Cynthia Enloe's biography


Antony Green and Lisa Hill Confirmed as Plenary Speakers at the 2018 IPSA World Congress in Brisbane

IPSA is proud to announce that Antony Green, Australia’s leading election analyst, and Lisa Hill, Professor of Politics at the University of Adelaide, will serve as plenary speakers at the 25th IPSA World Congress of Political Science in Brisbane.

The plenary session, under the title Australia’s Democratic Innovations, will introduce the long-standing Australian practices of preferential electoral systems and compulsory voting, citing their importance for democracy.

antony-green200x200creditdanielboud.jpgPresentation: Counting All Opinions: Australian Experience with Preferential Voting
Speaker: Antony Green

For more than a century, Australian elections have been conducted using preferential methods of voting. Rather than selecting a single candidate or party, voters complete their ballot papers with a rank ordering of candidates. Preferential voting, in both single and multi-member forms, is used to elect representatives for all levels of Australian government. Single-member preferential voting was advocated as allowing greater choice of candidate while also ensuring elected members had majority support. Its later implementation by conservative parties was in response to the emergence of the trade union aligned Labor Party, whose strong candidate selection procedures gave it an advantage under simple majority voting. A century of elections under preferential voting has shaped the party system by allowing local electoral contests without endangering broader party co-operation, creating more stable coalition arrangements than under simple majority voting. Voters can also reveal their real preferences for new and existing parties without concerns over vote splitting. In its multi-member form (PR-STV), Australian preferential voting evolved as a method of ensuring broader representation of interests while also encouraging competition between candidates of the same party. Within Australia’s strongly bicameral parliamentary system, PR-STV has also evolved away from its candidate-based origins into a novel form of party-based proportional representation.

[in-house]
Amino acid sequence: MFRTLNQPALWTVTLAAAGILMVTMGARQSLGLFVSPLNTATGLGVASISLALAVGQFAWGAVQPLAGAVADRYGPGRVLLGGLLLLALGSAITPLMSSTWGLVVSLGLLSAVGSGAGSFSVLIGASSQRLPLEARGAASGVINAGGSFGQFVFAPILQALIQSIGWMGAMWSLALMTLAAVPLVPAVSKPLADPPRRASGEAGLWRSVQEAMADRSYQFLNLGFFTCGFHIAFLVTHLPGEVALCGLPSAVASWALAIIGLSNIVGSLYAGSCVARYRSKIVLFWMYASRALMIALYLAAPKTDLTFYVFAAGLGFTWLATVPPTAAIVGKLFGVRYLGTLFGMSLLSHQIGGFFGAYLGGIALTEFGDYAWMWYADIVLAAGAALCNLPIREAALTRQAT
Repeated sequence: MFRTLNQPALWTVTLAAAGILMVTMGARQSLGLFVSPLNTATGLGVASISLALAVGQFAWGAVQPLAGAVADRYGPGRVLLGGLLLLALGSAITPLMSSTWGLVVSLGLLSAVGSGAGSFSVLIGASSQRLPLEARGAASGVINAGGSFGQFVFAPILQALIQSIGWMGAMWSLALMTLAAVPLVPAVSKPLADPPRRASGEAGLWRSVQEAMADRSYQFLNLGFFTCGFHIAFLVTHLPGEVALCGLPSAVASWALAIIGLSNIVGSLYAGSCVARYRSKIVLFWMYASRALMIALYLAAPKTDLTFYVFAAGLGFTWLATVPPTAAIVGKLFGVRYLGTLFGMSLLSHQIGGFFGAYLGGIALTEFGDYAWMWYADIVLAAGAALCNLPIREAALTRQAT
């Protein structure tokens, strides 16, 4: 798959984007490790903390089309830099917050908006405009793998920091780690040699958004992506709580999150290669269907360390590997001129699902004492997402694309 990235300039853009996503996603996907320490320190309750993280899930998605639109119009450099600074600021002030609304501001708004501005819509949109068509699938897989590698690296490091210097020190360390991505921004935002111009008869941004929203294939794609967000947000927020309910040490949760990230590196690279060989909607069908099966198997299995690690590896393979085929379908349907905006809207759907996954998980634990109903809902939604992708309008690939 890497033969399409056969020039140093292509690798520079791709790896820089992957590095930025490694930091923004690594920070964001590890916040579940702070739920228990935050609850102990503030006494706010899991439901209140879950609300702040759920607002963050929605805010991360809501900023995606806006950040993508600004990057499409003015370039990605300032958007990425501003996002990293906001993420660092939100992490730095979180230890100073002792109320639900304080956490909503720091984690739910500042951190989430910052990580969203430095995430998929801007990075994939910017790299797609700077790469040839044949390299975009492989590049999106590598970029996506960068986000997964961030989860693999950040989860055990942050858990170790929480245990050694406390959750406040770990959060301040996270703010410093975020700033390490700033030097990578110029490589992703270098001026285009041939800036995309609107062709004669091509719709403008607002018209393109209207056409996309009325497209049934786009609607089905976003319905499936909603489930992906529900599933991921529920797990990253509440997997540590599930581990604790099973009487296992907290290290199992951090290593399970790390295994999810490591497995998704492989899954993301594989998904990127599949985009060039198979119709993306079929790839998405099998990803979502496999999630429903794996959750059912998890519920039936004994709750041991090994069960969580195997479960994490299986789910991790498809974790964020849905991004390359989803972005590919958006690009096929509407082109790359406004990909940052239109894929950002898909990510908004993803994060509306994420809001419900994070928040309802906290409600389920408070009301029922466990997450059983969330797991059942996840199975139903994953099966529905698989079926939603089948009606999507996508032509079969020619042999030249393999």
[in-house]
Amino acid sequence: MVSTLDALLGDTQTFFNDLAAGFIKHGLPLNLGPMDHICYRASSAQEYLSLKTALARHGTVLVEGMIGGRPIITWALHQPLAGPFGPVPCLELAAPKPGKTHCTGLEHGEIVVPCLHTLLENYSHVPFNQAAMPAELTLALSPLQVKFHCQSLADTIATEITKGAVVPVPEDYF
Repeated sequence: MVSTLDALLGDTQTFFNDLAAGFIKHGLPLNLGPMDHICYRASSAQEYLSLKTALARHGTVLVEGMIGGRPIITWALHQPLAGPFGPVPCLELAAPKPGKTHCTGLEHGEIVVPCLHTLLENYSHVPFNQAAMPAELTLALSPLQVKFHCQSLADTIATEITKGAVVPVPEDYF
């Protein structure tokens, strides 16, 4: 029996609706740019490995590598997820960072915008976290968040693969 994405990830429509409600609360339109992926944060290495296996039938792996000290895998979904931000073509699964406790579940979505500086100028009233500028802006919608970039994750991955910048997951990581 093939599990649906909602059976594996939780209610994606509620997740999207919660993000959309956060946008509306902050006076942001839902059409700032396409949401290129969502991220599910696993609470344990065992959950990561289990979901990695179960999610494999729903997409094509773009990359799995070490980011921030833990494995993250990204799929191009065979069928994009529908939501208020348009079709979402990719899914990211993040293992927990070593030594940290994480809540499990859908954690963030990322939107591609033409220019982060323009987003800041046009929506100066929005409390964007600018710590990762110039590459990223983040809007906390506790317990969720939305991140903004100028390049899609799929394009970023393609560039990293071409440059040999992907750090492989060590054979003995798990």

Antony Green’s biography


lisa-hill200x200.jpgCompulsory Voting in Australia: Effects, Public Acceptance and Democratic Justification
Speaker: Lisa Hill

Compulsory voting has been a major feature of Australian electoral arrangements for almost a century and it has proved to be a very effective and well-tolerated mechanism for maintaining high voter turnout. What explains the relatively high public acceptance of the practice in this country? And what conditions need to hold in other settings for compulsory voting to be an appropriate solution to the problem of low and declining turnout? There are also normative issues to consider, particularly whether compulsory voting is an unacceptable violation of democratic values, as is often claimed. It is argued that this objection is fatal only if it is agreed that the choice about whether or not to attend a polling place is more important than a range of other fundamental democratic values that compulsory voting can serve, among them: representativeness, democratic legitimacy, political equality, minimisation of elite power, popular sovereignty and inclusiveness. In order to discredit compulsory voting, it needs to be shown that representative democracy is worse off when people are required to vote. Yet, under the right conditions, the reverse seems to be the case.
Lisa Hill’s biography